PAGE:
At Last, Sunset Texas Barbecue Is Opening in Kaka‘ako Sept. 1
Central O‘ahu’s venerable smokehouse will also have a limited run of barbecue at its new smokehouse this weekend.
“Nice floppiness,” James Kim of Sunset Texas Barbecue says as he unfurls a quivering brisket onto a cutting board. It’s been resting like a newborn swaddled in butcher paper after 14 low and slow hours in a 1,000-gallon smoker named Piccolo. A gorgeous black bark encrusts the Creekstone Farms primal cut; a quick stroke of Kim’s knife reveals its blush pink interior, glistening with juices. A gentle squeeze coaxes out more for the camera.
Windows frame most of the action in the smoke pit at Sunset Texas Barbecue’s new Kaka‘ako home on Cooke Street, which soft-opens Saturday, Aug. 28 (check Instagram for details). The official opening is set for Wednesday, Sept. 1. The site of the former This Is It Bakery is a perfect fit for Kim’s growing operation, with good ventilation and ample space for dine-in tables and equipment. It even has room for Sunset’s large food truck, the three smokers that supplied its Wahiawā location with brisket and ribs, and Piccolo, an oxidizing custom-built smoker that holds upwards of 40 briskets at a time. And there’s dedicated parking.
By Labor Day, Kim expects to park a third 1,000-gallon offset smoker in the pit, effectively tripling his daily output from what it was in Wahiawā. Painted Ferrari red, it’s named Kamehameha, a nod to the energy attack in the Dragon Ball Z anime and the monarch who united Pae ʻĀina o Hawai‘i, the Hawaiian islands. If you made the trek out to central O‘ahu only to be met with sold-out signs, you’ll have a fighting chance now.
With the expansion to Kaka‘ako, Kim is taking his offerings to new heights. He now prepares and cures his own beef sausages with the leftover trimmings from his Black Angus brisket. The links soak up mesquite smoke like sponges and have a savory quality rarely found in store-bought sausages. Plans for undeniably Texan jalapeño cheddar links are in the works, too. Other specials up his sleeve include barbecue oxtails, an Asian spin that Kim claims is not as gamey as barbacoa beef cheeks, but just as rewarding with pockets of gelatinous tendon, melting fat and shredded beef.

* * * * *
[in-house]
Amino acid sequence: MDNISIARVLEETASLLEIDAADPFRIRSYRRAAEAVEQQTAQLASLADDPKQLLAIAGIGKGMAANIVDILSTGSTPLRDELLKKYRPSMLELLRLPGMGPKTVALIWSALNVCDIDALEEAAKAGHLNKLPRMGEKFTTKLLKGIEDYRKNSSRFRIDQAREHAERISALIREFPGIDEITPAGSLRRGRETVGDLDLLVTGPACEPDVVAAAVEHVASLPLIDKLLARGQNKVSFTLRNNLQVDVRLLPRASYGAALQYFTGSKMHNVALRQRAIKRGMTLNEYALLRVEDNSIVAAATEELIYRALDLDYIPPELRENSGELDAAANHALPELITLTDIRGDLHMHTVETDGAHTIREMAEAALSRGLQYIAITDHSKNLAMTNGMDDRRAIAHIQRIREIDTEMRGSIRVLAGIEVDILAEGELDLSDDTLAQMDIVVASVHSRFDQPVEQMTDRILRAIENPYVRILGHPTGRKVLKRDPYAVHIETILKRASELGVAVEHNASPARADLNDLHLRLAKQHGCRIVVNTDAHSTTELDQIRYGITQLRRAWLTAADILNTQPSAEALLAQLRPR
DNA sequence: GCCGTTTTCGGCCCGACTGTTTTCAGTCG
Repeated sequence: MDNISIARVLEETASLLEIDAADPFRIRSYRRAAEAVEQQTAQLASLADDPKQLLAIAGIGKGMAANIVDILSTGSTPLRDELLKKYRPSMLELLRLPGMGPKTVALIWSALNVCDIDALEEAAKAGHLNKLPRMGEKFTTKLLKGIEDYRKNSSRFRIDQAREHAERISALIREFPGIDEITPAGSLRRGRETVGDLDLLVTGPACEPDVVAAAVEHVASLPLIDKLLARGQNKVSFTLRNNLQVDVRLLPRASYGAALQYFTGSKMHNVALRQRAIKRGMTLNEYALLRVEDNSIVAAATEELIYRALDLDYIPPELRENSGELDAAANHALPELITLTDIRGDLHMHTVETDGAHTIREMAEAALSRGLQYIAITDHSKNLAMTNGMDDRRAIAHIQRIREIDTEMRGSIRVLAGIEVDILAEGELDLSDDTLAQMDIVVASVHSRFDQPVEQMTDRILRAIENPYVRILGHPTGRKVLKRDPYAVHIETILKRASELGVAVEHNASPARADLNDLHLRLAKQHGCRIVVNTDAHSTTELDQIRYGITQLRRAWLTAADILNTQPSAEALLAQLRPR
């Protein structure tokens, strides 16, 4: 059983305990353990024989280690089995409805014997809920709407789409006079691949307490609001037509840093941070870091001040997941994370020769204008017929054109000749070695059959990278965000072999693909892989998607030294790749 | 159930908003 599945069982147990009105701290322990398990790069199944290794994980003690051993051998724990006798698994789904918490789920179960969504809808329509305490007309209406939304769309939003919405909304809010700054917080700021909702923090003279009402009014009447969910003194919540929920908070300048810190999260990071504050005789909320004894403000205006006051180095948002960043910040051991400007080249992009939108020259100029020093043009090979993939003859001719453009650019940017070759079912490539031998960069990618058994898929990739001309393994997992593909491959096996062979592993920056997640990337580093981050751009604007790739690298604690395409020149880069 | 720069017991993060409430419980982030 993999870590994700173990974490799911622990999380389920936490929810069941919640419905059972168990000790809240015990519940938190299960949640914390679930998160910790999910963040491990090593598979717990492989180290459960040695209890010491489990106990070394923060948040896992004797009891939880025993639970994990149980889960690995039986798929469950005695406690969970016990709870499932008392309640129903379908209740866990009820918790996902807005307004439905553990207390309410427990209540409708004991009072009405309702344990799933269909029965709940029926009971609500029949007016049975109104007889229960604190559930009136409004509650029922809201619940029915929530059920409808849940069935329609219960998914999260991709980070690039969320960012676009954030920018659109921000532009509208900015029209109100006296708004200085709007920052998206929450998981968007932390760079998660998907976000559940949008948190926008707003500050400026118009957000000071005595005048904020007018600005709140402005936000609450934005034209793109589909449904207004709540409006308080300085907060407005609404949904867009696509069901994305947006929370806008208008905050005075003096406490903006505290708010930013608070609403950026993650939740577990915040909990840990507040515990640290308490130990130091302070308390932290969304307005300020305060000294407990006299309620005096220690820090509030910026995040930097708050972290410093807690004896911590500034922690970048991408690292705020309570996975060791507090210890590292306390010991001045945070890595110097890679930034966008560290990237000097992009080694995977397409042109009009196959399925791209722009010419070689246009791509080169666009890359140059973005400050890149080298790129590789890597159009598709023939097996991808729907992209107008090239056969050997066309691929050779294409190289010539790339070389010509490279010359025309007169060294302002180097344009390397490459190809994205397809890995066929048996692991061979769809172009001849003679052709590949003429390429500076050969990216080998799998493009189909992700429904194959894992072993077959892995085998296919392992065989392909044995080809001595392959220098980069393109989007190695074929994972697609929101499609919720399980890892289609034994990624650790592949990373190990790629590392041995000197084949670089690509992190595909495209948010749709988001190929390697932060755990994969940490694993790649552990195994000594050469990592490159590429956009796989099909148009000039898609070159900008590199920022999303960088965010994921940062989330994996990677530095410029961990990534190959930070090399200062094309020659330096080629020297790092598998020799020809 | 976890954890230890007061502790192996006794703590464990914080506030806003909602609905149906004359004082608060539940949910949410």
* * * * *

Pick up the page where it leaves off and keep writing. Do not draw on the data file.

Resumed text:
Barbecue pork belly, a staple in Korean cuisine, gets a smoky treatment that renders it tender and luscious. The vinegary sweet barbecue sauce cuts the fattiness and melds with a beautiful dark crust of salt and black pepper. These morsels melt in your mouth and send your eyes rolling to the back of your head.
In addition to new barbecue items, Kim and his team plan to add more sides like “Voodoo Pickles,” their take on Korean jangajji, soy-pickled onions and peppers, which pair up well with fatty cuts. Sides of crisp red onion, house-made butter pickles and Kings Hawaiian rolls are enough to suggest DIY sliders with the various cuts of meat.
It’s hard to believe that Kim, an engineer-turned-pit master, has only been working on his smoke since arriving in Hawai‘i in 2016. The Texas native was raised on backyard barbecue, but it wasn’t until joined his wife Modesta in Hawai‘i that he became obsessed. He started in a small panel van parked at the Sunset Beach Texaco with little batches of beef brisket, pork ribs and the occasional beef rib, and his reputation grew with his following.
Soon, national best barbecue lists from sites like Travel and Leisure and Money recognized Kim’s brisket. Invitations to participate in local street food events gave many townies their first taste. In 2019, Alan Wong invited Kim to participate in the Hawai‘i Food & Wine Festival’s barbecue event, where he will be making a repeat appearance later this year.
The Wahiawā location will remain on hiatus while the Kaka‘ako smokehouse gets up to speed. For fans in urban Honolulu, getting the best Texas barbecue in Hawai‘i meant driving over 20 miles in each direction. Now that it’s in town, the challenge for me will be finding the means to go more often. I’m OK with that, especially if Kim is slicing up some fatty brisket.
$26 to $34 per pound